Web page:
For the last 30 years since China has opened its door, more and more foreigners have chosen to live in the middle kingdom. Some come here to study, others to work. Now many families are facing a problem: what should they do with their children? Should they put them into a Chinese school? Today we’ll talk to a Canadian family who chose to put their two kids into the Chinese education system.
Johanna is ten years old and she moved to Beijing last summer with her family. Three months later, her parents enrolled her into a local Chinese school.
There are 34 students in Johanna’s class and she is the only non-Chinese. According to her teacher, the school has done a lot to look after her.
Ms. Zhang Wenjun, Johanna’s teacher:
There are some special rules for Yezi (Johanna). She can talk to her classmates in class when she has any questions at any time. The children sitting around her are all good students.
Wang Zewen, Johanna’s classmate:
Sometimes I help her with reading Chinese texts and Yezi helps me with my English.
For similar reasons, Stephane,14, Johanna’s older brother, is also welcomed by his classmates in the secondary school.
It’s very good to have a foreigner as our classmate. All of us like to communicate with him.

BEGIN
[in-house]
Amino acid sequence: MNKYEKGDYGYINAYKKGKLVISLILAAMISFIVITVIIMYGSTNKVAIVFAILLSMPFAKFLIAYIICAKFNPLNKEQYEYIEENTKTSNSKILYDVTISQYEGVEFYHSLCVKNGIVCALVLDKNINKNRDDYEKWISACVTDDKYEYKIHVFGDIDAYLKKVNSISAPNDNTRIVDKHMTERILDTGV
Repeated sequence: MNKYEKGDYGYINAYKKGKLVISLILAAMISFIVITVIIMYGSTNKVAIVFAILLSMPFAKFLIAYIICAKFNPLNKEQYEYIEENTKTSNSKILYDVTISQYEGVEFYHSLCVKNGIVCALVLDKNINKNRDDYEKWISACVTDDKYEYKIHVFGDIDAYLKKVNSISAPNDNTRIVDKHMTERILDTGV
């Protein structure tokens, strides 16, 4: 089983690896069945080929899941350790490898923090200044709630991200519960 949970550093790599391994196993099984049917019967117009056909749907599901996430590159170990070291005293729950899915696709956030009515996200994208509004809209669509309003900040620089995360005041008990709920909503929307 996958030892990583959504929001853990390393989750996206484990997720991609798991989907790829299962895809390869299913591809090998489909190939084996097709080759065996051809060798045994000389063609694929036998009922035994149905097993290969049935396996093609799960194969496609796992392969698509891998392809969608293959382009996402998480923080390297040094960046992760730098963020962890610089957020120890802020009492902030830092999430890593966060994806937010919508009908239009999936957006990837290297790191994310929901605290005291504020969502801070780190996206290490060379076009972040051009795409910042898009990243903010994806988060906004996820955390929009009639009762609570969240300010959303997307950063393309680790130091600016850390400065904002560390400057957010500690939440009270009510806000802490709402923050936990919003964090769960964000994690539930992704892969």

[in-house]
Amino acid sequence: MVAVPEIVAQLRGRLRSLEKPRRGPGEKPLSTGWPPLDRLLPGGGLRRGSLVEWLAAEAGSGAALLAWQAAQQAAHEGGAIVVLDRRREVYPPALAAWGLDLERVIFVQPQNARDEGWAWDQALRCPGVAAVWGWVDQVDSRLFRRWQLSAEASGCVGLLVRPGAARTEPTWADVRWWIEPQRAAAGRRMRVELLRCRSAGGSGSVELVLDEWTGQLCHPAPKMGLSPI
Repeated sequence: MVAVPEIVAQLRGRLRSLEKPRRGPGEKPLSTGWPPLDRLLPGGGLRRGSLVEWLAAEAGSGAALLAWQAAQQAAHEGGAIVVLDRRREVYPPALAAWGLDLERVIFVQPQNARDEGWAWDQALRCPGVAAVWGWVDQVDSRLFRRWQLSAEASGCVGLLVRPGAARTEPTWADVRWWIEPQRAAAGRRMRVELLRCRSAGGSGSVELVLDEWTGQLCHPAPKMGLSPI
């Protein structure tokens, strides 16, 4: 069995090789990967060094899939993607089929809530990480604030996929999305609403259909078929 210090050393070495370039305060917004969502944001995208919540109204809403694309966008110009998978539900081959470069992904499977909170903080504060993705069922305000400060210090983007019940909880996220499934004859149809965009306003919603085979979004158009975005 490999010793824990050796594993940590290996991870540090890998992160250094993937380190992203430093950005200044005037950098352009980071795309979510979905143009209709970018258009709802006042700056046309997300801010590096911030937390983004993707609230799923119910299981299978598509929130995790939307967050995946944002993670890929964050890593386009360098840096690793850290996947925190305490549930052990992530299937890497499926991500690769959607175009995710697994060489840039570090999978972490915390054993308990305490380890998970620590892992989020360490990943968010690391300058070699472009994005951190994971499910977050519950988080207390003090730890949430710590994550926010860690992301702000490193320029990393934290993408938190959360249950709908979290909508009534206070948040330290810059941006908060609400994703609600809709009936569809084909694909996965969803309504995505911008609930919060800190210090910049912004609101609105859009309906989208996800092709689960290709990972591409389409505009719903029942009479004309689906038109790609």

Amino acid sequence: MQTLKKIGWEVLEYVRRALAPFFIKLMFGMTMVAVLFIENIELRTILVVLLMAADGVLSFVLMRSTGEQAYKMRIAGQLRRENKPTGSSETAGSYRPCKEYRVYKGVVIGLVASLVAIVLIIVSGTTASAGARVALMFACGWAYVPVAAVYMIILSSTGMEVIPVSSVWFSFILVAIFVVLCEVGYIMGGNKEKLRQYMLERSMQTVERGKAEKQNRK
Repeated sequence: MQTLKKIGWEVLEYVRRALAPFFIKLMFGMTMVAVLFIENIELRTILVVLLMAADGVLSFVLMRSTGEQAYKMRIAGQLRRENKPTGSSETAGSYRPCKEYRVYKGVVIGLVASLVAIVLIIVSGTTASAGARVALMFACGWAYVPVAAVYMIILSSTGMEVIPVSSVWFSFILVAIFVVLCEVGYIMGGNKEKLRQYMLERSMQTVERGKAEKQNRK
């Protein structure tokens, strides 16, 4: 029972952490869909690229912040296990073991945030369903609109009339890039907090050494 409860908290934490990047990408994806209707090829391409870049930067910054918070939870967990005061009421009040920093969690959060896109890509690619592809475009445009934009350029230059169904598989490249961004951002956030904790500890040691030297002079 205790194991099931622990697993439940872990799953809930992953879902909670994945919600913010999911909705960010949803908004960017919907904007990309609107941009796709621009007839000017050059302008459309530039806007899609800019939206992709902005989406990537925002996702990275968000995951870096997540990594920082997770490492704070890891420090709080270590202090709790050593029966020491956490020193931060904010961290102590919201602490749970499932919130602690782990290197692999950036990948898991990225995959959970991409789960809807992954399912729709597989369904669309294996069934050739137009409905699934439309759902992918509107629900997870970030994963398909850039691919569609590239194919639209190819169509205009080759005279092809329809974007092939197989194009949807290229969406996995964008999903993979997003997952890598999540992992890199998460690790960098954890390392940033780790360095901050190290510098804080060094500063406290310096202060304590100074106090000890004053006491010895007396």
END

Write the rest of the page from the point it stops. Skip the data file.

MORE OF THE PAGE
Mr. Zhang Shuqing, Stephane’s teacher:
It’s true. It’s quite hard to teach a foreign student because his Chinese is not good enough to understand what I’m teaching in class. He can’t raise questions. He doesn’t khow what to ask and how to ask in the language.
Maurice Gallant is the father of the two children. In his opinion, how much kids can learn is not the primary concern.
Maurice Gallant: We just thought it would be the best environment for them to learn, and also a different cultural experience. For our kids we thought it was a very good year for them. Our son was about to enter a senior high school in Canada so we thought this would be the last really good year for him to be able to get away, spending a year somewhere else in a cultural environment and that sounds experienced for him to improve his Chinese. Same thing with our daughter.
Sometimes the different school system is kind of a challenge to both Stephane and Johanna.
Maurice Gallant: Well I think it is more teacher-focused here. There is a lot of lecturing. Students are really not allowed another side where the teacher is in control of the classroom and the students listen. Well, in Canada, it is very much, two-way. And perhaps it is a little too student-oriented sometimes. But it’s a situation and environment which Johanna really thrives. She really misses that here.
Jenny, the children’s mum:
I think it is a right decision still. It’s really worthwhile for the cultural experience and the language learning, too.